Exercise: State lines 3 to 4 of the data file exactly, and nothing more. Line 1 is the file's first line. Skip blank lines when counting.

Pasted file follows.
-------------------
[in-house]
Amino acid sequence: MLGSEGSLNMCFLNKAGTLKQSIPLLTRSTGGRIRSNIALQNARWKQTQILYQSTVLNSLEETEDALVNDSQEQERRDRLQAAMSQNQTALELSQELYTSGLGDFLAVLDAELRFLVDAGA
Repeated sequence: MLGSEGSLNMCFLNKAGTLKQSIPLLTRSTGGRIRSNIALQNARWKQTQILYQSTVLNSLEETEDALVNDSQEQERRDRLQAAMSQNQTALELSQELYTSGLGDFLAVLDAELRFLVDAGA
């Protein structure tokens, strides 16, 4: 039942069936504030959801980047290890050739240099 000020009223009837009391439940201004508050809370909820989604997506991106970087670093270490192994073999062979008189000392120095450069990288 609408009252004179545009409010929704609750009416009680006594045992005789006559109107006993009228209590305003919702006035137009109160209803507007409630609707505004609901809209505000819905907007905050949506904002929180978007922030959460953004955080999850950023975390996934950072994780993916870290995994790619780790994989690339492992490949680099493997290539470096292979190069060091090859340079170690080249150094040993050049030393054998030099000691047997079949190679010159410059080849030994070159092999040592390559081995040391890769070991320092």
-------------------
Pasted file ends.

Repeated sequence: MLGSEGSLNMCFLNKAGTLKQSIPLLTRSTGGRIRSNIALQNARWKQTQILYQSTVLNSLEETEDALVNDSQEQERRDRLQAAMSQNQTALELSQELYTSGLGDFLAVLDAELRFLVDAGA
């Protein structure tokens, strides 16, 4: 039942069936504030959801980047290890050739240099 000020009223009837009391439940201004508050809370909820989604997506991106970087670093270490192994073999062979008189000392120095450069990288 609408009252004179545009409010929704609750009416009680006594045992005789006559109107006993009228209590305003919702006035137009109160209803507007409630609707505004609901809209505000819905907007905050949506904002929180978007922030959460953004955080999850950023975390996934950072994780993916870290995994790619780790994989690339492992490949680099493997290539470096292979190069060091090859340079170690080249150094040993050049030393054998030099000691047997079949190679010159410059080849030994070159092999040592390559081995040391890769070991320092």